Jeffrey A. Sumner, on the other hand, has plenty of words. Plus which, he can wear a wig with the best of 'em. He switches from frumpy housewife to Greek immigrant substitute teacher to ailing drag queen without missing a beat in the course of his multi-character monologue "The Eccentric Buffet" at Theatre/Theater. But the payoff comes in those moments when Sumner makes you go beyond the padded bra or the fake mustache and hear the anomie behind the chitchat.
L.A. may have had more than its share of solo performers in recent years, but there's always room for an exceptionally empathetic guy who knows his way around a costume trunk. And even though Sumner's seven mildly wacko characters (five men, two women) have no ostensible connection to one another and could probably use one, his piece leaves you as impressed with the actor-writer's skill as with his humanity.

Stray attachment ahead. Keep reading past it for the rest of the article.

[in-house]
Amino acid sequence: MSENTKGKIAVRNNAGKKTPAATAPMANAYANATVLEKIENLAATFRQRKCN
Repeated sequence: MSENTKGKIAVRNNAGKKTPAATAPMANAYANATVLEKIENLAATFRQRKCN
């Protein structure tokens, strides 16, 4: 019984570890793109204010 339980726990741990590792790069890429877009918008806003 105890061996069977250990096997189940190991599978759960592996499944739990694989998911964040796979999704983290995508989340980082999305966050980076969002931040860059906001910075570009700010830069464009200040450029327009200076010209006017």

Under Bill Damaschke's direction, Sumner nudges you to take a second look at his rag-tag band. Teetering perilously close to bad taste--as when he uses the Greek immigrant's trouble with English for cheap laughs--Sumner avoids offense because he stops just short of making fun of his characters.
When it comes to compassion, this young actor is up there with the experts--such as actor-writer Michael Kearns or the late Jackson Hughes, who just a few years ago performed his multi-character solo ("Our Man in Nirvana") at this same theater.